Covid-19: What next for pubs and breweries?

Local pubs and breweries made it through to the end of September in better shape than you might have expected, after all pubs and tap-rooms were closed for 3½ months because of Covid-19 while breweries had to scale back or even halt production.

But we could now have a false sense of security, as the effects of a 10pm curfew kick in and colder, wetter weather makes those outside spaces rather less tempting. Oxford faces a particular challenge as many thousands more students arrive from all over the UK and all over the world, which may well increase the city’s infection rate and could lead to further restrictions. And then there is the scaled back jobs support scheme.

A survey by the British Beer and Pub Association (BBPA) in August revealed that 37% of pubs could not even break even a month after re-opening, while 25% of pubs and breweries did not feel they would survive beyond March 2021 as things stood. Since then the 10pm curfew and other restrictions have made the outlook worse, including table service only, the wearing of face coverings in pubs when not seated, and mandatory collection of Track and Trace details – all or any of which might put off some people.

Seeing the funny side….. Andrew Hall, landlord of the Rose and Crown in North Oxford, enforces the one-meter rule on Tony Goulding while the editor looks on

In some parts of the country it is now illegal to meet people from another household in a pub or brewery, inside or outside, as in many other public places and in your own home, enforceable by on-the-spot fines.

Pubs, restaurants and other hospitality venues have benefited from Government support above and beyond what many other sectors have received, but CAMRA and the BBPA say it just doesn’t go far enough. The cut in VAT from 20% to 5% for hospitality businesses continues over the winter, but crucially it applies only to food, accommodation and soft drinks, and not to alcohol sales.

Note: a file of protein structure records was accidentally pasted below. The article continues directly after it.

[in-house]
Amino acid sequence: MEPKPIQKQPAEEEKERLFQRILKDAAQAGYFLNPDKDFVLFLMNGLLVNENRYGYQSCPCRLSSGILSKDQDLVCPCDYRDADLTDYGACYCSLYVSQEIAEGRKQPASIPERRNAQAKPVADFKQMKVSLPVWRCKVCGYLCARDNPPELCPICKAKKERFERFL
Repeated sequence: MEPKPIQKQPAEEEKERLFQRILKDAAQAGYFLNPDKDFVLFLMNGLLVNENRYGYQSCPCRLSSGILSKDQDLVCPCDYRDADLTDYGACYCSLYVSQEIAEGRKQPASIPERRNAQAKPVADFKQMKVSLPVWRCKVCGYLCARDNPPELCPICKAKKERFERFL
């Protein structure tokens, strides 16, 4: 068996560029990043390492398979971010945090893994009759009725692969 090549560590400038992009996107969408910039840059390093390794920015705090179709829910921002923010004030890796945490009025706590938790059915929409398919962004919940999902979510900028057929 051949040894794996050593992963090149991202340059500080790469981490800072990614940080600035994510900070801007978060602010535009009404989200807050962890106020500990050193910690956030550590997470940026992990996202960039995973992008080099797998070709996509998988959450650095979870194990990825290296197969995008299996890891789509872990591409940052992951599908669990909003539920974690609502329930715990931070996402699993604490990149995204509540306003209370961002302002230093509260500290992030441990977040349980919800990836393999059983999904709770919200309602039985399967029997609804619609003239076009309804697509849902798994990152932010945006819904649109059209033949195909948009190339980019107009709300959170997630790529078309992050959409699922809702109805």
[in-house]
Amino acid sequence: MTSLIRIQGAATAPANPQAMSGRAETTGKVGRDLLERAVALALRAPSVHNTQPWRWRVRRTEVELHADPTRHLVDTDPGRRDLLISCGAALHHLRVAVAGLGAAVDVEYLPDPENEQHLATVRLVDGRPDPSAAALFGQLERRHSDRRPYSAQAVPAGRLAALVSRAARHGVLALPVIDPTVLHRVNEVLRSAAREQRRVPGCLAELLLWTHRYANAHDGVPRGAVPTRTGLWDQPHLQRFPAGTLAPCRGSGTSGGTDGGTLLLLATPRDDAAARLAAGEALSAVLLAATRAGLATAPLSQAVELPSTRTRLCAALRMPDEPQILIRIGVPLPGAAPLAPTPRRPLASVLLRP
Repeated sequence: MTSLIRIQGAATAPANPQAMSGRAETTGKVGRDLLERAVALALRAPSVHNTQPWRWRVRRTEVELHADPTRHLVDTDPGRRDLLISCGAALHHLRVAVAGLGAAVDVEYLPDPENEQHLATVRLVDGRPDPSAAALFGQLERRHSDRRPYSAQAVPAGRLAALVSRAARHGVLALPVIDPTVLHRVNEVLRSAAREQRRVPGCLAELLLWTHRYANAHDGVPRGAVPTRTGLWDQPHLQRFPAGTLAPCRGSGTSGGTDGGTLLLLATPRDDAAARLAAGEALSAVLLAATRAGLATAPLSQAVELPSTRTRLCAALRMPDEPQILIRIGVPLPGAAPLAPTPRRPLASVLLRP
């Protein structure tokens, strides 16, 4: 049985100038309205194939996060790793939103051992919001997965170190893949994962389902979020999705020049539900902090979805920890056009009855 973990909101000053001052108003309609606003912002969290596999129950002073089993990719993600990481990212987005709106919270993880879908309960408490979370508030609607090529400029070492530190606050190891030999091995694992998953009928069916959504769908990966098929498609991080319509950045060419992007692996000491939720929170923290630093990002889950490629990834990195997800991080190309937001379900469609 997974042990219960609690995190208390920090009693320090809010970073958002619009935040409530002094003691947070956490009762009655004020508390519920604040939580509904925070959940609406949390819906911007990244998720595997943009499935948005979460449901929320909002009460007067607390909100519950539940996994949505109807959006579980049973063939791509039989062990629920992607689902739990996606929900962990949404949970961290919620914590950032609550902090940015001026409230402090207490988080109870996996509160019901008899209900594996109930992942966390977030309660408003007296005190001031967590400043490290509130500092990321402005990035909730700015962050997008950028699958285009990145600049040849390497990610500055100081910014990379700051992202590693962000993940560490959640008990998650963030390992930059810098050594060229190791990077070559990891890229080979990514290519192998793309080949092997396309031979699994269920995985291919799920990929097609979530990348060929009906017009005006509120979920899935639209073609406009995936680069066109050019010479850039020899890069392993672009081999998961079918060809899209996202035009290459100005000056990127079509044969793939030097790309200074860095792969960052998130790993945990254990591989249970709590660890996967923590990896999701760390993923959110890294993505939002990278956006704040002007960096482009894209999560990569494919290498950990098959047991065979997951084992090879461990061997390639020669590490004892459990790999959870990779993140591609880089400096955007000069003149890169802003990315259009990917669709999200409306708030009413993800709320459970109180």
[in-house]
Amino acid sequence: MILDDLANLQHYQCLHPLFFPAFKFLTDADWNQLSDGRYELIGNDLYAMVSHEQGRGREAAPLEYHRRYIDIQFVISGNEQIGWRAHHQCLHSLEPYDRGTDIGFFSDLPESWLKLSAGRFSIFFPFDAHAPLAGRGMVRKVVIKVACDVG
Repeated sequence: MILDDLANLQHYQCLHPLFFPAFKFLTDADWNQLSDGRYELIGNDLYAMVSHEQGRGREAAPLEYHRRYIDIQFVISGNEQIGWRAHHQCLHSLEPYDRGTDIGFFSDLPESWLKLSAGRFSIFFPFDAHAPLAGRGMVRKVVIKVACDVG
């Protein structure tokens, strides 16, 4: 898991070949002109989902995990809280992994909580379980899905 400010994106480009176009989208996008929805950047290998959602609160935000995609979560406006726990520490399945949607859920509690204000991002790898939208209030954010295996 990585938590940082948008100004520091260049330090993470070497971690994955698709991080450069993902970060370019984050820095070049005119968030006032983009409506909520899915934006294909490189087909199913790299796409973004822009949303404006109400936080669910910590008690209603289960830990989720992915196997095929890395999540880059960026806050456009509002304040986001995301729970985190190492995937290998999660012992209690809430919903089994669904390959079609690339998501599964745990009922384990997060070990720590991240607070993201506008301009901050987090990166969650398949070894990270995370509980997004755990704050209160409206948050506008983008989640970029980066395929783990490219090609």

While business rates relief, grants, loans and the “Eat Out to Help Out” discount scheme in August all helped, pubs need support tailored to them to get them through the winter. The end of the furlough scheme in October and its replacement by less generous state support for staff wages is another serious blow.

Greene King pubs showed their support for the NHS during lockdown despite being closed — such as the Duke of Monmouth in Oxford

CAMRA National Chairman Nik Antona reacted to the Chancellor’s scaled back jobs support scheme by saying: “What we’ve heard does not go far enough to support pubs, especially wet-led pubs, or breweries and the wider supply chain. As we’ve seen from recent industry statistics, this is going to be massively impacted by new restrictions, with job losses and potential closures before Christmas.

“What the hospitality industry needs is a support package including an extension of the business rates holiday, grants rather than loans, consideration of a differential rate of duty on draft beer served in pubs, and real support for wet-led pubs which cannot benefit from the VAT cut extension.”

CAMRA Chief Executive Tom Stainer said the 10pm curfew was unfair, calling for evidence that pubs are breeding grounds for the virus. “Pub-goers and publicans alike want to stop the spread of Covid-19, but this curfew is an arbitrary restriction that unfairly targets the hospitality sector and will have a devastating impact on pubs, jobs and local communities,” he said.

An image from lockdown

“For the third time in a week, CAMRA is calling for the Government to publish the evidence that pubs or restaurants are the source of more transmissions than other sectors across the country – if they aren’t, then why are they being singled out for nationwide restrictions? This is punishing the thousands of responsible publicans across England who are providing a Covid-secure environment for their communities, while already operating at greatly reduced levels in their efforts to keep their customers safe.

“Make no mistake about this – without a proper financial support package, communities will lose their local forever, people will lose their jobs, and publicans their livelihoods.”